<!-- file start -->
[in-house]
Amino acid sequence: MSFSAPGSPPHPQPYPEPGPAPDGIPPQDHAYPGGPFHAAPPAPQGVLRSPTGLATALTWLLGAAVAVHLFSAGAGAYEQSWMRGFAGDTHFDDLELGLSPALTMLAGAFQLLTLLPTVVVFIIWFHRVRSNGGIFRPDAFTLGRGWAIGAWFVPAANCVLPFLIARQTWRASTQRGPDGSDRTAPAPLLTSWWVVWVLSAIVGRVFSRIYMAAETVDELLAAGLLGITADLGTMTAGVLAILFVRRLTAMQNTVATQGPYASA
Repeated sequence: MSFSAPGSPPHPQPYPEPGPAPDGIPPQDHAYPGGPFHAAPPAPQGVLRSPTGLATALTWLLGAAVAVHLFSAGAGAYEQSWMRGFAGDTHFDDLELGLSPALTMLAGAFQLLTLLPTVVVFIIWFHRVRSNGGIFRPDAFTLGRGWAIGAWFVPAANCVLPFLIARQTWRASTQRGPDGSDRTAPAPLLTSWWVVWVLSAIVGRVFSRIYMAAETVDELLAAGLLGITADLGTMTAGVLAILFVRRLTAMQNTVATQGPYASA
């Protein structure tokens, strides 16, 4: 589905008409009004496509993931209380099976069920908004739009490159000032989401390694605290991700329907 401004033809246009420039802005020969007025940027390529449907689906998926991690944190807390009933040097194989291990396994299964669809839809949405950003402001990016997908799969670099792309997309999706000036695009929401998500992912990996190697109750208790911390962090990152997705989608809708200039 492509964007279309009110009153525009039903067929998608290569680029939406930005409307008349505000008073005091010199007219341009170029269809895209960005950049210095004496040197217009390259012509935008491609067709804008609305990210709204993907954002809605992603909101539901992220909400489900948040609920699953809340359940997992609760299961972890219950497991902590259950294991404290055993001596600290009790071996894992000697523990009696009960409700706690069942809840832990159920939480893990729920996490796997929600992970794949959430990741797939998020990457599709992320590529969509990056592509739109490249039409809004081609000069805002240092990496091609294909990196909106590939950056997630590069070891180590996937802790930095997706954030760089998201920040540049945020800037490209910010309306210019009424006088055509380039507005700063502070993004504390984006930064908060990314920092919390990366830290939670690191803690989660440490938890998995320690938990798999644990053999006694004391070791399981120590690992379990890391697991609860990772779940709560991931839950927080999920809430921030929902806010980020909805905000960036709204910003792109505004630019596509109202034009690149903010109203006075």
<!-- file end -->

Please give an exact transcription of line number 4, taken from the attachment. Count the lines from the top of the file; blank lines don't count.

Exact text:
């Protein structure tokens, strides 16, 4: 589905008409009004496509993931209380099976069920908004739009490159000032989401390694605290991700329907 401004033809246009420039802005020969007025940027390529449907689906998926991690944190807390009933040097194989291990396994299964669809839809949405950003402001990016997908799969670099792309997309999706000036695009929401998500992912990996190697109750208790911390962090990152997705989608809708200039 492509964007279309009110009153525009039903067929998608290569680029939406930005409307008349505000008073005091010199007219341009170029269809895209960005950049210095004496040197217009390259012509935008491609067709804008609305990210709204993907954002809605992603909101539901992220909400489900948040609920699953809340359940997992609760299961972890219950497991902590259950294991404290055993001596600290009790071996894992000697523990009696009960409700706690069942809840832990159920939480893990729920996490796997929600992970794949959430990741797939998020990457599709992320590529969509990056592509739109490249039409809004081609000069805002240092990496091609294909990196909106590939950056997630590069070891180590996937802790930095997706954030760089998201920040540049945020800037490209910010309306210019009424006088055509380039507005700063502070993004504390984006930064908060990314920092919390990366830290939670690191803690989660440490938890998995320690938990798999644990053999006694004391070791399981120590690992379990890391697991609860990772779940709560991931839950927080999920809430921030929902806010980020909805905000960036709204910003792109505004630019596509109202034009690149903010109203006075």